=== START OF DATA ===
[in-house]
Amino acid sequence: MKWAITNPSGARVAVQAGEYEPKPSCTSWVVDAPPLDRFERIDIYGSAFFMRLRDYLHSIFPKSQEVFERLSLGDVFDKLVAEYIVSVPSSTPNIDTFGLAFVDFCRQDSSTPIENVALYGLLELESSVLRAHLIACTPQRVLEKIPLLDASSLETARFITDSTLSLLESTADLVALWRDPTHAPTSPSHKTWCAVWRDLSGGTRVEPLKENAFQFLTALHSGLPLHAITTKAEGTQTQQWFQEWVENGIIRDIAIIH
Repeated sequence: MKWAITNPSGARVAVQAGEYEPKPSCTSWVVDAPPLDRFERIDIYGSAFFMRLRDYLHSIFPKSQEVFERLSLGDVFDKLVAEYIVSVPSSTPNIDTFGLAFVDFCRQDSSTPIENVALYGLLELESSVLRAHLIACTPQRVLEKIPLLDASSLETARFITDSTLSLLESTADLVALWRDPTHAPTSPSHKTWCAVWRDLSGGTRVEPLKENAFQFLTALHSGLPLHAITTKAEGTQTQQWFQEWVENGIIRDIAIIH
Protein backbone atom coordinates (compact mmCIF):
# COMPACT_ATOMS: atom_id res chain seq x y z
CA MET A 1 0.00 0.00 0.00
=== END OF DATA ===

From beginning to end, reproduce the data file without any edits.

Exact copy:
[in-house]
Amino acid sequence: MKWAITNPSGARVAVQAGEYEPKPSCTSWVVDAPPLDRFERIDIYGSAFFMRLRDYLHSIFPKSQEVFERLSLGDVFDKLVAEYIVSVPSSTPNIDTFGLAFVDFCRQDSSTPIENVALYGLLELESSVLRAHLIACTPQRVLEKIPLLDASSLETARFITDSTLSLLESTADLVALWRDPTHAPTSPSHKTWCAVWRDLSGGTRVEPLKENAFQFLTALHSGLPLHAITTKAEGTQTQQWFQEWVENGIIRDIAIIH
Repeated sequence: MKWAITNPSGARVAVQAGEYEPKPSCTSWVVDAPPLDRFERIDIYGSAFFMRLRDYLHSIFPKSQEVFERLSLGDVFDKLVAEYIVSVPSSTPNIDTFGLAFVDFCRQDSSTPIENVALYGLLELESSVLRAHLIACTPQRVLEKIPLLDASSLETARFITDSTLSLLESTADLVALWRDPTHAPTSPSHKTWCAVWRDLSGGTRVEPLKENAFQFLTALHSGLPLHAITTKAEGTQTQQWFQEWVENGIIRDIAIIH
Protein backbone atom coordinates (compact mmCIF):
# COMPACT_ATOMS: atom_id res chain seq x y z
CA MET A 1 0.00 0.00 0.00